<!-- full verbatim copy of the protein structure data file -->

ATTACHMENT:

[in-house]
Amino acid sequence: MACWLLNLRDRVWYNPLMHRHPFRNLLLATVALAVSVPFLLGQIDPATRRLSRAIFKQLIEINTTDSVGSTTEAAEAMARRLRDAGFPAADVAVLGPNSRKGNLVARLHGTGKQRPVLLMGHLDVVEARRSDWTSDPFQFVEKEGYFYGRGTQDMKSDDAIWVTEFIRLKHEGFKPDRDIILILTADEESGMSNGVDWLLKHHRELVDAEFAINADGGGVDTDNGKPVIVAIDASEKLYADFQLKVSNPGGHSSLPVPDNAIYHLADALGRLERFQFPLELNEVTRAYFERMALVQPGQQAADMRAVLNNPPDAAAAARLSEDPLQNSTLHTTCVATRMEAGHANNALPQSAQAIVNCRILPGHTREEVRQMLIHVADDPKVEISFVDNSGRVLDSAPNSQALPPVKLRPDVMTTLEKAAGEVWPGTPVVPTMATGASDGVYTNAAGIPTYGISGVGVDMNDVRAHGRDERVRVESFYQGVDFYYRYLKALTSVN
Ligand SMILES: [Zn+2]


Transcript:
[in-house]
Amino acid sequence: MACWLLNLRDRVWYNPLMHRHPFRNLLLATVALAVSVPFLLGQIDPATRRLSRAIFKQLIEINTTDSVGSTTEAAEAMARRLRDAGFPAADVAVLGPNSRKGNLVARLHGTGKQRPVLLMGHLDVVEARRSDWTSDPFQFVEKEGYFYGRGTQDMKSDDAIWVTEFIRLKHEGFKPDRDIILILTADEESGMSNGVDWLLKHHRELVDAEFAINADGGGVDTDNGKPVIVAIDASEKLYADFQLKVSNPGGHSSLPVPDNAIYHLADALGRLERFQFPLELNEVTRAYFERMALVQPGQQAADMRAVLNNPPDAAAAARLSEDPLQNSTLHTTCVATRMEAGHANNALPQSAQAIVNCRILPGHTREEVRQMLIHVADDPKVEISFVDNSGRVLDSAPNSQALPPVKLRPDVMTTLEKAAGEVWPGTPVVPTMATGASDGVYTNAAGIPTYGISGVGVDMNDVRAHGRDERVRVESFYQGVDFYYRYLKALTSVN
Ligand SMILES: [Zn+2]